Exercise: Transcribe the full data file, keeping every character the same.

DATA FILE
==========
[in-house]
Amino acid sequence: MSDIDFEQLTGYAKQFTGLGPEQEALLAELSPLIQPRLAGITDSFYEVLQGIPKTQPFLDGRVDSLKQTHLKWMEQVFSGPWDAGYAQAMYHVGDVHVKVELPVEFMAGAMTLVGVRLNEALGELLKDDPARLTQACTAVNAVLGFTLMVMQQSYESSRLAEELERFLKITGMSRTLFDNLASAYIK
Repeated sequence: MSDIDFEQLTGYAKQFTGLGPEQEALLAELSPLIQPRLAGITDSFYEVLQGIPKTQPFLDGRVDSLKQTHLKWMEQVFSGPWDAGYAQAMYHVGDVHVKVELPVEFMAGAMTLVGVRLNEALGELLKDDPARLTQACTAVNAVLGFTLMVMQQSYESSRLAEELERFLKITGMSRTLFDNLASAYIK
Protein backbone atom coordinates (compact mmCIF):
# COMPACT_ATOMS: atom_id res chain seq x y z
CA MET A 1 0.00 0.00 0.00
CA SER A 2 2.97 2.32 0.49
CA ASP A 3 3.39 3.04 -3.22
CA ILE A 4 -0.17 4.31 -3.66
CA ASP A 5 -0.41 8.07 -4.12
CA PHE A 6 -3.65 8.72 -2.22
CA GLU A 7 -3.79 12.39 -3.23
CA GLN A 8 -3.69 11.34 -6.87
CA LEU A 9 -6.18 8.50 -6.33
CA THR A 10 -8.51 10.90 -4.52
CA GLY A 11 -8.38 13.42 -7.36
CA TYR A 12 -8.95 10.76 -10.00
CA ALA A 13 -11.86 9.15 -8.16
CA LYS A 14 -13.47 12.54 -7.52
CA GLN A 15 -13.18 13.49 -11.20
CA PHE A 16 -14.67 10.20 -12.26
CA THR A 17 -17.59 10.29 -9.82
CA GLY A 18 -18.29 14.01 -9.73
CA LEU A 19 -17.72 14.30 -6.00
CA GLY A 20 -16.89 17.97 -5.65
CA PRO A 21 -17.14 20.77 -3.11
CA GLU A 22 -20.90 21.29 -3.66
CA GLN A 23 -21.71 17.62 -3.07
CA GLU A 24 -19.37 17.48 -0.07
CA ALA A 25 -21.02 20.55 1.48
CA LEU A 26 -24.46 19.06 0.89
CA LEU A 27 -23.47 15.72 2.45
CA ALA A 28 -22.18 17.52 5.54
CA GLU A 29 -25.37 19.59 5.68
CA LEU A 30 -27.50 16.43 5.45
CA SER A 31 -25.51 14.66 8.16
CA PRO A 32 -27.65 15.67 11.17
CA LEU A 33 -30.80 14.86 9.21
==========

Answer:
[in-house]
Amino acid sequence: MSDIDFEQLTGYAKQFTGLGPEQEALLAELSPLIQPRLAGITDSFYEVLQGIPKTQPFLDGRVDSLKQTHLKWMEQVFSGPWDAGYAQAMYHVGDVHVKVELPVEFMAGAMTLVGVRLNEALGELLKDDPARLTQACTAVNAVLGFTLMVMQQSYESSRLAEELERFLKITGMSRTLFDNLASAYIK
Repeated sequence: MSDIDFEQLTGYAKQFTGLGPEQEALLAELSPLIQPRLAGITDSFYEVLQGIPKTQPFLDGRVDSLKQTHLKWMEQVFSGPWDAGYAQAMYHVGDVHVKVELPVEFMAGAMTLVGVRLNEALGELLKDDPARLTQACTAVNAVLGFTLMVMQQSYESSRLAEELERFLKITGMSRTLFDNLASAYIK
Protein backbone atom coordinates (compact mmCIF):
# COMPACT_ATOMS: atom_id res chain seq x y z
CA MET A 1 0.00 0.00 0.00
CA SER A 2 2.97 2.32 0.49
CA ASP A 3 3.39 3.04 -3.22
CA ILE A 4 -0.17 4.31 -3.66
CA ASP A 5 -0.41 8.07 -4.12
CA PHE A 6 -3.65 8.72 -2.22
CA GLU A 7 -3.79 12.39 -3.23
CA GLN A 8 -3.69 11.34 -6.87
CA LEU A 9 -6.18 8.50 -6.33
CA THR A 10 -8.51 10.90 -4.52
CA GLY A 11 -8.38 13.42 -7.36
CA TYR A 12 -8.95 10.76 -10.00
CA ALA A 13 -11.86 9.15 -8.16
CA LYS A 14 -13.47 12.54 -7.52
CA GLN A 15 -13.18 13.49 -11.20
CA PHE A 16 -14.67 10.20 -12.26
CA THR A 17 -17.59 10.29 -9.82
CA GLY A 18 -18.29 14.01 -9.73
CA LEU A 19 -17.72 14.30 -6.00
CA GLY A 20 -16.89 17.97 -5.65
CA PRO A 21 -17.14 20.77 -3.11
CA GLU A 22 -20.90 21.29 -3.66
CA GLN A 23 -21.71 17.62 -3.07
CA GLU A 24 -19.37 17.48 -0.07
CA ALA A 25 -21.02 20.55 1.48
CA LEU A 26 -24.46 19.06 0.89
CA LEU A 27 -23.47 15.72 2.45
CA ALA A 28 -22.18 17.52 5.54
CA GLU A 29 -25.37 19.59 5.68
CA LEU A 30 -27.50 16.43 5.45
CA SER A 31 -25.51 14.66 8.16
CA PRO A 32 -27.65 15.67 11.17
CA LEU A 33 -30.80 14.86 9.21